Singing, dancing and acting. On Friday, April 20, students in Keene State College’s Opera Workshop class performed in their production of “The Fairy Queen.”
The performance consisted of scenes from Henry Purcell’s “The Fairy Queen” and William Shakespeare’s “A Midsummer Night’s Dream.” While the performance showcased the musical talent of the students through Purcell’s work, the show followed the storyline of Shakespeare’s classic.
Although the class primarily focused on the singing technique of opera musicians, students were given the challenge to incorporate what they had learned into an acting performance.
Sophomore Emily McIntyre explained how adding the element of acting affected the performance. “The acting actually was pretty interesting because a lot of us have been in productions, either outside of the college or within the college. I’ve worked with so many of these people before and it’s just kind of something that comes along with it,” McIntyre said. “So even though everyone’s not a seasoned actor, people act while they perform and they act while they sing. So it’s something that really gets incorporated whether or not you really consider yourself an actor.”
McIntyre also explained the difficulty of executing the task. “I usually find it more difficult to act while singing, personally… Singing this kind of music versus singing musical theater music is very different, so it’s something that definitely gets pushed to the side when you’re focusing so much on technique, and you hear all the runs that they do, and how it’s so technically difficult,” McIntyre said.
Despite the challenge, McIntyre said she admired the idea of the performance. “I think the thing I enjoyed most about the performance was taking something that was so classic, Shakespeare, and kind of mixing it with this Purcell Opera. Two things that usually don’t go together and creating this sort of coherent piece out of the two of them,” McIntyre said.
McIntyre said the class began practicing with the live orchestra one week prior to the show’s opening.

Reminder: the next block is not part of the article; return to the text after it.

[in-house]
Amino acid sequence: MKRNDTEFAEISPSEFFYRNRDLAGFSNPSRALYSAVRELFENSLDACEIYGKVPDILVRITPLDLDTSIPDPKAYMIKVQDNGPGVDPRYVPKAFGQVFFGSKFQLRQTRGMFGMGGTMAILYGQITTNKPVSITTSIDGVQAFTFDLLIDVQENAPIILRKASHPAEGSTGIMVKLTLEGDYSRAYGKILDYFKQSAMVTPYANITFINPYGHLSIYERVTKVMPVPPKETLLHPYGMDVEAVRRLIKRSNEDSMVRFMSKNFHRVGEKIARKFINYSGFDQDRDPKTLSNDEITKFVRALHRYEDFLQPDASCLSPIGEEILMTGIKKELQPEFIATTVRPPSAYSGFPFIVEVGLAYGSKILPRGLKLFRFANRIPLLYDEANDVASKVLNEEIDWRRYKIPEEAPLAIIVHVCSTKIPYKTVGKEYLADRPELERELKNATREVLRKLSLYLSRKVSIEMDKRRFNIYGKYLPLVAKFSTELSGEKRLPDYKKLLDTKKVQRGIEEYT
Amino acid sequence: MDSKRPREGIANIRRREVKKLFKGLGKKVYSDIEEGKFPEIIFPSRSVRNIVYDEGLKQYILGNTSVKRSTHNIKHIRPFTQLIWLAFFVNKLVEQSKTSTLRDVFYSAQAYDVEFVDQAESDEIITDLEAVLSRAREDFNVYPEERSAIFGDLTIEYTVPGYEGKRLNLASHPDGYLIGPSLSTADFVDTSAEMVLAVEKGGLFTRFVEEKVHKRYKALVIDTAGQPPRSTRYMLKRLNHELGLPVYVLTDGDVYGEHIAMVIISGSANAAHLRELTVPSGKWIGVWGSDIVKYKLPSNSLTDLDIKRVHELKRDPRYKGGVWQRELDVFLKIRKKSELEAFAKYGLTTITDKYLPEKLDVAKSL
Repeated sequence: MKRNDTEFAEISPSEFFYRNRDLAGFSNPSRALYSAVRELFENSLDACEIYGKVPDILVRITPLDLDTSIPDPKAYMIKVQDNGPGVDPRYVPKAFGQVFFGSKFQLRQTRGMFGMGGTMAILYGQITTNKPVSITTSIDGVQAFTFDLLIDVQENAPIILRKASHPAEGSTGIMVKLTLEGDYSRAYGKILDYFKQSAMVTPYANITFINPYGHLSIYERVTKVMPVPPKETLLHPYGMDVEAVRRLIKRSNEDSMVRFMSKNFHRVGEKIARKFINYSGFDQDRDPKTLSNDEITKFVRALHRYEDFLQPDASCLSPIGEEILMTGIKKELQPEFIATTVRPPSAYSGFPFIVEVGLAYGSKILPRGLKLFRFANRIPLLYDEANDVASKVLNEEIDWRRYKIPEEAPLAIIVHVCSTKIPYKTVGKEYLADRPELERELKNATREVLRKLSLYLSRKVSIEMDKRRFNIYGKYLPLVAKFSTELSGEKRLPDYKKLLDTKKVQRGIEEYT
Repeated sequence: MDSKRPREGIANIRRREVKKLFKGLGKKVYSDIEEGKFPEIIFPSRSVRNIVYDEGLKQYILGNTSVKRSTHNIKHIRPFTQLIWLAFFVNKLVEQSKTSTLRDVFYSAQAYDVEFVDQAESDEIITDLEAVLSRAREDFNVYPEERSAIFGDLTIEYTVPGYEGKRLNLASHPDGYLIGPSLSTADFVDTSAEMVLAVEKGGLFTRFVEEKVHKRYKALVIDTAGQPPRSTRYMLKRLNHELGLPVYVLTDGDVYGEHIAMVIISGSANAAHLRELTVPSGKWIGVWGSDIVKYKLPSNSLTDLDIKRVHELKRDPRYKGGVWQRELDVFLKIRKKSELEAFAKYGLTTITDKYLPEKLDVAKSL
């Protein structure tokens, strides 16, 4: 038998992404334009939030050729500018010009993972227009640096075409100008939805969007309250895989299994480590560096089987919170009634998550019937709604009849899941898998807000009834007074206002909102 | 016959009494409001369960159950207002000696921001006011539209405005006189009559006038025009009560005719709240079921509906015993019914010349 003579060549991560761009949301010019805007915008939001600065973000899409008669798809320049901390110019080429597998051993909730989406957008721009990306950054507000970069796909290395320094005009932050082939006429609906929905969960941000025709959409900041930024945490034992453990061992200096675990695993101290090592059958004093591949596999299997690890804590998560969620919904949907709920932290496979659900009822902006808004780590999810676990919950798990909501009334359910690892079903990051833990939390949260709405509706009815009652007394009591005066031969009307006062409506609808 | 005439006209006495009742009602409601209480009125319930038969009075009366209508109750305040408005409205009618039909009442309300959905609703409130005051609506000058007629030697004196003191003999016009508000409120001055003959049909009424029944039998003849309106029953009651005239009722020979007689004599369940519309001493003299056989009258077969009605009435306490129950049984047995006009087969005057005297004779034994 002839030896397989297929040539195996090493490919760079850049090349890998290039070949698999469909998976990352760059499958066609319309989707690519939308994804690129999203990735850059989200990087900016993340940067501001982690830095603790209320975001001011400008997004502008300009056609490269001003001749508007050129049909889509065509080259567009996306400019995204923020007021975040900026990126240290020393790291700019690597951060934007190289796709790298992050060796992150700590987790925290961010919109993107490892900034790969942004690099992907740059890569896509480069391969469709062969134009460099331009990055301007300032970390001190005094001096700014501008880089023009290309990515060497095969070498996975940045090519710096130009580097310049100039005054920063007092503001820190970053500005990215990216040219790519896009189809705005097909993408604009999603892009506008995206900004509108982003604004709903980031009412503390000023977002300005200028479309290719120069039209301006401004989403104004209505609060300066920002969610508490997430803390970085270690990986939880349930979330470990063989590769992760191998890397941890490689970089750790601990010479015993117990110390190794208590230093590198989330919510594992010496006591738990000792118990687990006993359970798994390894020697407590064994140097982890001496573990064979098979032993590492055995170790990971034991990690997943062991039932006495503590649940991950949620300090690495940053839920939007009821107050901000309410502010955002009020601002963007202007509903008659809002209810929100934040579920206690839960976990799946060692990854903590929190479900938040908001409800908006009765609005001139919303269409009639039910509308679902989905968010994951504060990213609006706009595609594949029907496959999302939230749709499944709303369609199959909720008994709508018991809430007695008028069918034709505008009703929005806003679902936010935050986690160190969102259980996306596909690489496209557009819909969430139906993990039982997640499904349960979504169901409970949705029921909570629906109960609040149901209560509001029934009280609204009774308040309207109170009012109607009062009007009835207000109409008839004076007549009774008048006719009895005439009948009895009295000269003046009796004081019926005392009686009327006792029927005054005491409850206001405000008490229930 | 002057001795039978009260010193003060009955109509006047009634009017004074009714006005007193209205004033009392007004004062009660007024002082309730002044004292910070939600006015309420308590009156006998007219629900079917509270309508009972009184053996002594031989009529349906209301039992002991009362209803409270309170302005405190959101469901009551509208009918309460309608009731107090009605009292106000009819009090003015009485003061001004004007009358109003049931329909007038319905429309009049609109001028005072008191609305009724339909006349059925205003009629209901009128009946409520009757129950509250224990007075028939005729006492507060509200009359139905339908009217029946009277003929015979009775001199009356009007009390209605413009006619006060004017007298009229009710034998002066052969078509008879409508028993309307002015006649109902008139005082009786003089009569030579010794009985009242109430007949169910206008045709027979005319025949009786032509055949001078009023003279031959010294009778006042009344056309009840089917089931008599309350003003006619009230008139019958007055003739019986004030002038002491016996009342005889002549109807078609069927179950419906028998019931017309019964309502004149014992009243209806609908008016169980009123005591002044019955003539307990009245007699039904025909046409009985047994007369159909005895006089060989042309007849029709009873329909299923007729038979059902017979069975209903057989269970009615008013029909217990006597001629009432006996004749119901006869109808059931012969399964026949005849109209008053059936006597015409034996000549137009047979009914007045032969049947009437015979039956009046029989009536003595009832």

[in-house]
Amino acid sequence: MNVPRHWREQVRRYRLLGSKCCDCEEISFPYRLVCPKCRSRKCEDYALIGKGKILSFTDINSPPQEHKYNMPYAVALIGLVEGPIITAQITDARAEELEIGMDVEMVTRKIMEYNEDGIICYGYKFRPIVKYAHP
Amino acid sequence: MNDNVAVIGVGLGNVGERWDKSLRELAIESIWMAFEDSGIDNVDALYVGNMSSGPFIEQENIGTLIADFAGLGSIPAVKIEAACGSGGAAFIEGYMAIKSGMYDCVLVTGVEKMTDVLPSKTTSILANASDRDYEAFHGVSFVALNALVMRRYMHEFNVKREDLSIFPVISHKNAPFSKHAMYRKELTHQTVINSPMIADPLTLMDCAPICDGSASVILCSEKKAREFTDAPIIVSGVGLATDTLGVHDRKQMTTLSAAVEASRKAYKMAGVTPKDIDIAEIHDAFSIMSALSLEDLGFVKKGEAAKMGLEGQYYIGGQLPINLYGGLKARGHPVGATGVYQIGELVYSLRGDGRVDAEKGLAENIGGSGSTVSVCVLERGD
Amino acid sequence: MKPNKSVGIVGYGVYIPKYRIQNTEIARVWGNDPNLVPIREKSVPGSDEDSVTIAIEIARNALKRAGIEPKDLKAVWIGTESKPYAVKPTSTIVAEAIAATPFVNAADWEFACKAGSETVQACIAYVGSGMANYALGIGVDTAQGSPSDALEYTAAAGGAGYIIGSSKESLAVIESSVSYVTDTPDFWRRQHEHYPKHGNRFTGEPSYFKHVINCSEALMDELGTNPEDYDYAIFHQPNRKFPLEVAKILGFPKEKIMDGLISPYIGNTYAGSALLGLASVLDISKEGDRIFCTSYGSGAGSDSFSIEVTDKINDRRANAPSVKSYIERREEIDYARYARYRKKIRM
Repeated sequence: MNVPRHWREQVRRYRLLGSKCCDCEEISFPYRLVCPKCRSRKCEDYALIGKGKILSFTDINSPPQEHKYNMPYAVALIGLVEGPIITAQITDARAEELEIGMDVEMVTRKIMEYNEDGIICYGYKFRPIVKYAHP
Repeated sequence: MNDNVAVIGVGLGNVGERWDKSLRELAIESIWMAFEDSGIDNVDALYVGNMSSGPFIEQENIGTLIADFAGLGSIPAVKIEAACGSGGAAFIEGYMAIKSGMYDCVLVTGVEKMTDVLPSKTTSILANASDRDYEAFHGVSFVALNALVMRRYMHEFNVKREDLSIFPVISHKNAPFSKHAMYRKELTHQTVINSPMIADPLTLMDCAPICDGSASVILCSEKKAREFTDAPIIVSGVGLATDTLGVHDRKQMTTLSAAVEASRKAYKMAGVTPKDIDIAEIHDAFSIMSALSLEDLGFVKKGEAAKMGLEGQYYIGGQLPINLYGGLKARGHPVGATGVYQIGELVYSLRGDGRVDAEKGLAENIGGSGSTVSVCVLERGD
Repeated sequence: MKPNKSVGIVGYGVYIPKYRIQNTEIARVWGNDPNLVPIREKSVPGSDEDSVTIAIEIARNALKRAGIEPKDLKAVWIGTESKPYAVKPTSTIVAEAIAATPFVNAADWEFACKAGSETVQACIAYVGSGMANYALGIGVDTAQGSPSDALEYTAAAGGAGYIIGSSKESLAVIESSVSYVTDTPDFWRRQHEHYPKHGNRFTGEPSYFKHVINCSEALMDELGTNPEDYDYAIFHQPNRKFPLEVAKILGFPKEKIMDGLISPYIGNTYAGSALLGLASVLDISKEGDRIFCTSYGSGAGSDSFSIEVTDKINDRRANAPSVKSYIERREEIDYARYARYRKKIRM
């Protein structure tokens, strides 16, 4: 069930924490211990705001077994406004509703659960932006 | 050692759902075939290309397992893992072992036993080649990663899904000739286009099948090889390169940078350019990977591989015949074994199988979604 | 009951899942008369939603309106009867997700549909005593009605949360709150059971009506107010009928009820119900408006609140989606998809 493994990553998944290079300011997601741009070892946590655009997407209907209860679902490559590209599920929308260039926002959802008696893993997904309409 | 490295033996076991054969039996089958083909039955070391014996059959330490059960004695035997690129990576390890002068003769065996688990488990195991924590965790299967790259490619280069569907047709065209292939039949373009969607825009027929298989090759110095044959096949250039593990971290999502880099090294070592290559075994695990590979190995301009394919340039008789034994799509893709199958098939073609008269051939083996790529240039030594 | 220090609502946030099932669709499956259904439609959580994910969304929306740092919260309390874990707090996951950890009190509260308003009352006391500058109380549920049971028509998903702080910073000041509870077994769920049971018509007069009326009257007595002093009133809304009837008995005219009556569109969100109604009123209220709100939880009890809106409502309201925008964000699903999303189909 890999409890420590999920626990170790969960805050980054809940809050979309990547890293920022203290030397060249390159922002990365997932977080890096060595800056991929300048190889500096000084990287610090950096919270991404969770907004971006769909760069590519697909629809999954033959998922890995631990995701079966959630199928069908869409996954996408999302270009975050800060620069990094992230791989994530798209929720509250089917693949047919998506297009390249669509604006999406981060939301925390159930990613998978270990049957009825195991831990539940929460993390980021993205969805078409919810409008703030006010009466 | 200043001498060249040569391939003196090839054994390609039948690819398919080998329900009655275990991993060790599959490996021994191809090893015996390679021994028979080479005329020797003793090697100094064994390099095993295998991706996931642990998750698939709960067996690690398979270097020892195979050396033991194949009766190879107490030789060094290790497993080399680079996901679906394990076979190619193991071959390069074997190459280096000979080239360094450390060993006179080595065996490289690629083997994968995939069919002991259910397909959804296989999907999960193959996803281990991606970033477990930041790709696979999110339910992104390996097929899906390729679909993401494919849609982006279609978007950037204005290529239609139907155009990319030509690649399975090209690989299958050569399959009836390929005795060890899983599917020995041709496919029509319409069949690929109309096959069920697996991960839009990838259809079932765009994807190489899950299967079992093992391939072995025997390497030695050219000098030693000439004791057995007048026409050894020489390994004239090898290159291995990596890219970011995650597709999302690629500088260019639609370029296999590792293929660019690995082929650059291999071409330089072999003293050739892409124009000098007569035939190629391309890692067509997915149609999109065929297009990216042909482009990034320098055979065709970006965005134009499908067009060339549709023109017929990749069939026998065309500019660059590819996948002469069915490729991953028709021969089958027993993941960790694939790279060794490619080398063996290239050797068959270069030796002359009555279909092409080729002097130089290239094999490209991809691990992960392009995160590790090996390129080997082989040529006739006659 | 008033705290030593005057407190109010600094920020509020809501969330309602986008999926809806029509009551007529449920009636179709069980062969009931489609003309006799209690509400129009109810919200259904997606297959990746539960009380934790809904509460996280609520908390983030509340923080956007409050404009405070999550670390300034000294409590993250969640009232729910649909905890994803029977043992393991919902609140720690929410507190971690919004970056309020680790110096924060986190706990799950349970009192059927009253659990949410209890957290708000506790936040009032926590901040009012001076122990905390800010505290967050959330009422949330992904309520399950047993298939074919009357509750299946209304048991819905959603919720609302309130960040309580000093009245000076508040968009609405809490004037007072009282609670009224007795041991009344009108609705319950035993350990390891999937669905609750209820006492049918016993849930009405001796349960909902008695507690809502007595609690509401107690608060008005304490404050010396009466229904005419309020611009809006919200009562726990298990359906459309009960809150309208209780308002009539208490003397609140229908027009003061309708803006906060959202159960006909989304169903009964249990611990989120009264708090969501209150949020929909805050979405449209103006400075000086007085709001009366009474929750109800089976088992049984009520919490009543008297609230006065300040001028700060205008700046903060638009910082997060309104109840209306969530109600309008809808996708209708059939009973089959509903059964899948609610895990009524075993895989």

However, one cast member didn’t begin much before that. First-year and acting major Laughlin Hentz joined the cast three weeks prior to the performance after receiving an email asking him to step up. Hentz said he was emailed after a cast member unexpectedly moved to pursue a job.
Hentz explained the struggle he faced with stepping into this role with little time to rehearse for it. “It was rough. I was kind of just thrown into the thick of it. I didn’t have enough time to learn the music and I’m not a singer, so I kind of just stood there in silence and did the acting parts,” Hentz said.
Hentz not only commented on the three-week time period he was given learn the role, but the little rehearsal time that was spent developing the part.
“It was only like two-hour rehearsals every week, so this was like 48 hours spread across like three months of rehearsals and I was only there for 12 of those hours, if even. I think the hardest part was just learning it all and getting thrown into it. I just went with the flow and kind of made it up as I went,” Hentz said.
All in all, Hentz said he felt the performance was an overall success. He said, “I think it went well. I think it’s a little awkward when I’m the only one not moving my mouth during songs.”
First-year and audience member Claire Fifield attended the performance out of curiosity. “I’ve been hearing them rehearse for a couple of weeks, so I wanted to see what it was going to be,” Fifield said. “I liked it, it was very well done.”
Erin McNemar can be contacted at email@example.com